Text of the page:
This shit is awesome. Big up to Jay-Z for his involvement with this. Truly Inspiring.
With the snip of some giant shears, Brooklyn’s shiny $1 billion arena opened for business Friday — and a new era for the borough was ushered in.
The long-awaited Barclays Center’s debut began with plenty of hoopla and a cloud of confetti as jubilant mega-developer Bruce Ratner welcomed both swells and supporters to the centerpiece of his audacious plan to remake the heart of Brooklyn.
“We have a place where, for a few hours a day, a fan, a patron, a guest, can have their troubles left behind and they can be whooshed away for a couple hours,” he crowed at the ribbon-cutting ceremony.
The Barclays Center is the home of the NBA’s Brooklyn Nets and Ratner said he was especially proud to be returning a pro sports team to a borough that hasn’t had one since the Dodgers left for Los Angeles 55 years ago.
“We needed to keep our promise to bring the first sports team to Brooklyn since 1957 and we did it,” a beaming Ratner said.
Nets owner Mikhail Prokhorov likened the opening of Barclays to the debut of the Brooklyn Bridge.
“Not everyone in their lifetime gets to enter a project that changes the face and the destiny of a city,” the Russian mogul said. “Maybe those who were at the opening of the Brooklyn Bridge, they could say we saw a symbol being born. And I think we’re all witness to such an event.”
Ratner was also joined by allies like Mayor Bloomberg and Brooklyn Borough President Marty Markowitz, who ran interference for the controversial arena and the larger $4 billion Atlantic Yards project.
“This is going to send a loud and clear message that Brooklyn has arrived as a center of entertainment, thrilling big-time sports and thriving commerce,” Bloomberg said.
Then Ratner took everyone on a quickie tour of his creation — an 18,000 seat, 675,000-square-foot edifice that took about two-and-a-half years to build and will host its first Nets game on Nov. 1.
Fittingly, the Nets’ opponent will be the New York Knicks. For the Knicks, who play in Madison Square Garden, it will be an away game.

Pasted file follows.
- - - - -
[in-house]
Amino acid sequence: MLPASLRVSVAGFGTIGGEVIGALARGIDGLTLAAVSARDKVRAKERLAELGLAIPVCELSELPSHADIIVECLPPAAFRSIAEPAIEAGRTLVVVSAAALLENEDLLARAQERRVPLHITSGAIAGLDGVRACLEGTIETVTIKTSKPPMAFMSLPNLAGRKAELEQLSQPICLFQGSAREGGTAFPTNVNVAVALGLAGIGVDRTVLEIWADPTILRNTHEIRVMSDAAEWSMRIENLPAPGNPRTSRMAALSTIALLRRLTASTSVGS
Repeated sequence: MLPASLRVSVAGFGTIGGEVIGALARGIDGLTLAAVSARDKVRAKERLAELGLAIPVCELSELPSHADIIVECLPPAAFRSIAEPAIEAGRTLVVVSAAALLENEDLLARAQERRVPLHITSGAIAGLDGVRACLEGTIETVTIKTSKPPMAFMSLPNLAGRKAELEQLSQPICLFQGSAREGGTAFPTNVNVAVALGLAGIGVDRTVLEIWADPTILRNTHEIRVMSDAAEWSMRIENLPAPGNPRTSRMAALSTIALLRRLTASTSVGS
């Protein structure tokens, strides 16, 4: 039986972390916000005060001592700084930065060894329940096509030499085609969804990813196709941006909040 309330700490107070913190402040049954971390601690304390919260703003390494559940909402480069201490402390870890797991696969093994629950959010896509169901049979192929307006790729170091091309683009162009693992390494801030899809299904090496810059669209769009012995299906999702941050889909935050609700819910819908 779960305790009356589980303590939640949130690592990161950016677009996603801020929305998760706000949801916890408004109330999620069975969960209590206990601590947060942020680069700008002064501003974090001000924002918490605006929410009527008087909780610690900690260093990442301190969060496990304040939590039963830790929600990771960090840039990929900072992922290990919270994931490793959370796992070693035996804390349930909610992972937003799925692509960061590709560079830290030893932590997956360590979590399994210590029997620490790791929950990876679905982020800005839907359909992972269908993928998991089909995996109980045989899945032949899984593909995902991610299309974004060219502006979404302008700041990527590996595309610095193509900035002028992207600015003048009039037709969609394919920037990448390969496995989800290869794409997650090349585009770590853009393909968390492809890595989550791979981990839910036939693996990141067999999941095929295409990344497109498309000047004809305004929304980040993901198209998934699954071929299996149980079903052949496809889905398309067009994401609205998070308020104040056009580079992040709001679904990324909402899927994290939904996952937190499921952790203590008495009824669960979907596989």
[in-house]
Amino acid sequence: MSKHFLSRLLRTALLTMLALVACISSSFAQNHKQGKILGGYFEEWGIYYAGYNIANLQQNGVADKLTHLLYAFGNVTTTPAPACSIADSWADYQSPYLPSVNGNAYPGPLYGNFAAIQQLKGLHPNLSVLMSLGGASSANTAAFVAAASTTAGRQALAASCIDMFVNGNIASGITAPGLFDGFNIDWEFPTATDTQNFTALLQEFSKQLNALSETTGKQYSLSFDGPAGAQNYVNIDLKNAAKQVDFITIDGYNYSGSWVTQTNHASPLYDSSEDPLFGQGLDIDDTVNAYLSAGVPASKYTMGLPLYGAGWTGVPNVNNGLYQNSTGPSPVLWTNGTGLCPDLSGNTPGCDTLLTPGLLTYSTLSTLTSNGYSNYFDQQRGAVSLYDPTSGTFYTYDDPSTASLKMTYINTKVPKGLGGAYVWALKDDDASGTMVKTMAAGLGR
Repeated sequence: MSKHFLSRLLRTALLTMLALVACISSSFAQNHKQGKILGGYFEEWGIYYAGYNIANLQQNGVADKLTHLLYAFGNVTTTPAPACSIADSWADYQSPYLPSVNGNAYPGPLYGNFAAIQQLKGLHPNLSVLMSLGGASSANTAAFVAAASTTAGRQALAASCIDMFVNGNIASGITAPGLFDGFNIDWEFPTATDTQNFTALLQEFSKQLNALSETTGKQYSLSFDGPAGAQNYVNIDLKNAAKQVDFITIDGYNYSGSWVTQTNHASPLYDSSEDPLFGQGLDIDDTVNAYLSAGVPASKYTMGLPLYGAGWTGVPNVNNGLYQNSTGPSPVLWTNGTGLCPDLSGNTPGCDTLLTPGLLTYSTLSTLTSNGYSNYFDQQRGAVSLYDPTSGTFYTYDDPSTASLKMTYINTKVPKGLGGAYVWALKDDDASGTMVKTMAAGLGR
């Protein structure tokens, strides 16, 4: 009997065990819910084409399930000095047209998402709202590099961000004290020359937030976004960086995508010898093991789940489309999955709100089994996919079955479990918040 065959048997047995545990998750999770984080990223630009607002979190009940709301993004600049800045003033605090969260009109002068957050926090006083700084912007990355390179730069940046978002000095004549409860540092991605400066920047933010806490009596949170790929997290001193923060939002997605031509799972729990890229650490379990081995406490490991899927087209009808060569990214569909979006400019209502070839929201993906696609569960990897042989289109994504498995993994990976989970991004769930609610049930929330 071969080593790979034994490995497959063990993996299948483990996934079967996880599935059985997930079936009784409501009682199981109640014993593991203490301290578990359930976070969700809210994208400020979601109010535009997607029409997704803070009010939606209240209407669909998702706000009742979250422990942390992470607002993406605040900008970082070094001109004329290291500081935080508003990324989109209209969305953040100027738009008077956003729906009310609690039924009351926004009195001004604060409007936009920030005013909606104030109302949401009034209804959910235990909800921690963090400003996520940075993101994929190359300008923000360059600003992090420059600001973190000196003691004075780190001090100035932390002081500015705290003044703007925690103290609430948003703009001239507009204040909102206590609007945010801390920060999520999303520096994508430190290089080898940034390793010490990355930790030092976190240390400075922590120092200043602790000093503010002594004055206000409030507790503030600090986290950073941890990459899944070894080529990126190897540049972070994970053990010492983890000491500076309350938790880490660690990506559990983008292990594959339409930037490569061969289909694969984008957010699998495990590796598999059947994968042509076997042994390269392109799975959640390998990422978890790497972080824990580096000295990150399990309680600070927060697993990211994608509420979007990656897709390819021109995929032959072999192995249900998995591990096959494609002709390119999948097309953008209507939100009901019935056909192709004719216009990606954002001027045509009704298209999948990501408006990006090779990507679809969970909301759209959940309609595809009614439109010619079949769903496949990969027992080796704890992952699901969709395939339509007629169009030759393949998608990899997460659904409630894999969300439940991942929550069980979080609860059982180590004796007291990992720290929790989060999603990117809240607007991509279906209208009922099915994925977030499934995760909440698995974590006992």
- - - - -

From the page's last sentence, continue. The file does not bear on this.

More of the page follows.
While the word Brooklyn appears nowhere on the brown metallic skin of the area, the borough’s brand is everywhere inside.
Famous names like Nathan’s hot dogs, Junior’s cheesecake and Brooklyn Brewery will be on tap, but visitors will also be able to buy meals from lesser-known Brooklyn outfits like the Avenue K Deli and BK Bangers & Dogs.
There are 2,000 cheap seats, costing $15, set aside for game days. But for the big shots, there are luxury suites with plush carpeting and black leather seats and hi-def TV’s that overlook the herringbone-pattered hardwood on which the Nets will play.
Ratner’s arena is built on what had once been a thriving Prospect Heights neighborhood and some of the people who fought the futile nine-year battle to forestall the wrecking ball held their own counter-demonstration outside.
Daniel Goldstein of Develop Don’t Destroy Brooklyn, who is one of those who lost his home, said they will hold Ratner to his promises of providing thousands of “permanent jobs” and hundreds of affordable housing units to the area.
Asked if he would ever consider going to a Nets game, Goldstein replied, “No (expletive) way.”
Ratner has created 2,000 post-construction jobs, but only 200 of them are full-time. He said they will be breaking ground soon on the first of 16 skyscrapers slated for the 22-acre site — and that half of the 363 apartments in that 32-story building will be for low- and middle-income tenants.